White Coat Underground

Hospital city

I don’t have a lot of experience with small hospitals. My medical school’s hospital was about two square blocks of buildings, all of them attached, ranging in age from 100 years to 10 years. The were connected by irregular bridges and linked (ex)-fire escapes, and by miles of dim tunnels.

During my residency, the campus covered several square blocks, with buildings linked by more airy bridges (a la Minneapolis) and “secret” tunnels that you could find if you just knew where to look—although getting lost underground was the rule.

My current hospital is—by number of admissions—one of the largest in the country. It’s fairly modern, with the buildings ranging from 50 year old to three years old. But it has that sine qua non of all hospitals—a basement city.

My hospital is actually quite beautiful. There are occasional hints of the complexity hidden above and below—signal boosters jut from drop ceilings, oxygen hook-ups slide out from behind panels—but really, it might be confused for any hotel or office building. Until you climb into the basement.


Hospital basements are not unlike what you see on TV shows about aircraft carriers—remarkably complicated and busy. Wide hallways—roads, really—on which electric trucks pull carts full of supplies and garbage; break rooms carved out of back hallways with tables and vending machines; and of course, a radiation oncology department, with impossibly nice furniture.

Looking up at the maze of pipes, I see, clearly labeled, medical oxygen, medical vacuum, hot water, cold water, waste water, and many more. And of course, running like a hamster highway above, the tube system.

Tube systems are a Victorian holdover that the older of my readers may remember from downtown department stores (and still from time to time at bank drive-throughs). A pneumatic tube several inches in diameter sits at the nursing station, attached to an electronic switchbox. One can draw blood, place it in a plastic tube, dial in the lab, and *poof* it is sucked into the tube and delivered to its destination.

In the basement, the tube system is revealed to be, at least in its midsection, a pastafied network of large tubes with whisting and sliding sounds surrounding them—like I said, very Victorian.

Then of course there is room HM—the morgue. This bland metal fire door looks like any other basement closet, except for the men in suits with small uncomfortable-looking gurneys who seem to sprout up from time to time.

I love the basement, that underground city feel. You never know what time it is—noon, midnight—but that city is moving. Trucks are delivering gloves, cooks are preparing meals, tubes are whistling overhead. It is (despite room HM) very much alive, and in a place with so much illness and suffering, alive is a nice break.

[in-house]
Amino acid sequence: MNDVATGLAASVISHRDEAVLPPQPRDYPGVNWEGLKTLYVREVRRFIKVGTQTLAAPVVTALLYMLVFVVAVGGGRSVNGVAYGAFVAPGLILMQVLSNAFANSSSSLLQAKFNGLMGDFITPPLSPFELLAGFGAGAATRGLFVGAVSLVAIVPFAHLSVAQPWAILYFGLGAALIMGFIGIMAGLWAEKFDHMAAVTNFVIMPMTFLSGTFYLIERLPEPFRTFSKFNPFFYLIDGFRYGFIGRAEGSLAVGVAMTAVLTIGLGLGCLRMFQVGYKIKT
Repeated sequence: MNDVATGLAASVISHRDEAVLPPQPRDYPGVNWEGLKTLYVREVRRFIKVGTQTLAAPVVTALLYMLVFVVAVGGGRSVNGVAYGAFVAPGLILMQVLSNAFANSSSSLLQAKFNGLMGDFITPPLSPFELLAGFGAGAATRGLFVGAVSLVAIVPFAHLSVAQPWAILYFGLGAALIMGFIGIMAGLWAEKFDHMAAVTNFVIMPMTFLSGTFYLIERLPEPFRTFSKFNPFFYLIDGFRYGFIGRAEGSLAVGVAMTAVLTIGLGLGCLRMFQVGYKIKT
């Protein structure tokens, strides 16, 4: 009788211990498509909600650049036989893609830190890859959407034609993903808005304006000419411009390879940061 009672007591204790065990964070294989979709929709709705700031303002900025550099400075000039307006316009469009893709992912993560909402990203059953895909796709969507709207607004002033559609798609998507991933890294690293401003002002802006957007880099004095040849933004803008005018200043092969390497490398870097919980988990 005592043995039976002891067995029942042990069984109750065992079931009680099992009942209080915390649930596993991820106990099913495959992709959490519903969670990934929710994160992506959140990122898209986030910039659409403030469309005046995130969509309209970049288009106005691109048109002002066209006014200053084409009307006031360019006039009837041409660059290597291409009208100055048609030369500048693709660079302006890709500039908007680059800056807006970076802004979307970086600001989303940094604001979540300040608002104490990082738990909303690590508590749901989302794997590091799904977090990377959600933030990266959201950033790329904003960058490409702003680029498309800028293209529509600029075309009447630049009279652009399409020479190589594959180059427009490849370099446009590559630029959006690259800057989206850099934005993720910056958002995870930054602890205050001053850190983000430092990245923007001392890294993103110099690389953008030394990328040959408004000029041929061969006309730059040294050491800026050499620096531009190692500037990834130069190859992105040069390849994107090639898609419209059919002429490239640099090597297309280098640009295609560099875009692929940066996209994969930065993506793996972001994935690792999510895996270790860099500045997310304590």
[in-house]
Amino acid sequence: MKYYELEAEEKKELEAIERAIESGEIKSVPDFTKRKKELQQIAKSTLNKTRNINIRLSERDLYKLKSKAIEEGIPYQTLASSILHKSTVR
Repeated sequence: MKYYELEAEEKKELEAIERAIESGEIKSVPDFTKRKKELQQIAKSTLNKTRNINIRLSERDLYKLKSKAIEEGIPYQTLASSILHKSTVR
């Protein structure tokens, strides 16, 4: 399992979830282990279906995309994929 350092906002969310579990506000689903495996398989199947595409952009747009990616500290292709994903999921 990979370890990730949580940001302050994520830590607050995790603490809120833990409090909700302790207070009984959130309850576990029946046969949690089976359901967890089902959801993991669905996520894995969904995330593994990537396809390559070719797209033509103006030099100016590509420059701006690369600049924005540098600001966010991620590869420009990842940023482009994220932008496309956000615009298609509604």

Comments

  1. #1 Blake Stacey
    January 24, 2009

    In a weird way, your hospital basement reminds me of both the back half of the Huntsville Times facility (where my father worked when I was a young’un) and the zeroth floor of MIT. Neither of those locations have a morgue, however, to the best of my knowledge.

    OK, dumb question: why is radiation oncology in the basement?

  2. #2 Orac
    January 24, 2009

    OK, dumb question: why is radiation oncology in the basement?

    Easy. Because rad onc facilities require very thick reinforced walls lined with lead, which is much easier to do in a basement than above ground.

  3. #3 Blake Stacey
    January 24, 2009

    I was guessing that shielding would have something to do with it. Hooray — I learned something today!

    (And now that that’s out of the way, time to drink.)

  4. #4 khan
    January 24, 2009

    In a weird way, your hospital basement reminds me of both the back half of the Huntsville Times facility (where my father worked when I was a young’un) and the zeroth floor of MIT. Neither of those locations have a morgue, however, to the best of my knowledge.

    Actually, newspapers do have ‘morgues’.
    ———————————————–
    http://www.merriam-webster.com/dictionary/morgue

    2 : a collection of reference works and files of reference material in a newspaper or news periodical office

  5. #5 llewelly
    January 25, 2009

    Now wait a minute here. Underground tunnels can only mean one thing … secret underground hideouts. And secret underground hideouts can only mean one thing – dastardly conspiracies! Somewhere, near your hospital, there must be a command nexus of Big Pharma. Or maybe it’s only Dr. Horrible.

  6. #6 MikeMa
    January 26, 2009

    Connie Willis wrote a scifi-ish novel called Passage featuring a hospital where getting lost between all the old/new building connections was indeed the rule. She also allowed her docs to use it as an excuse to miss meetings.

    Very imaginative story too BTW.

  7. #7 Adam Cuerden
    January 28, 2009

    This is wildly off-topic, but, actually, my local built-two-years-ago supermarket uses a tube system for sending cash from the registers to a back room.

  8. #8 SimonG
    January 28, 2009

    There’s a small clothes shop where I live that still uses pneumatic tubes. They don’t have registers at all: payment goes in the tube, and change and receipt comes back. (They do have credit-card terminals now, though.) It’s a lovely, old-fashioned sort of place.

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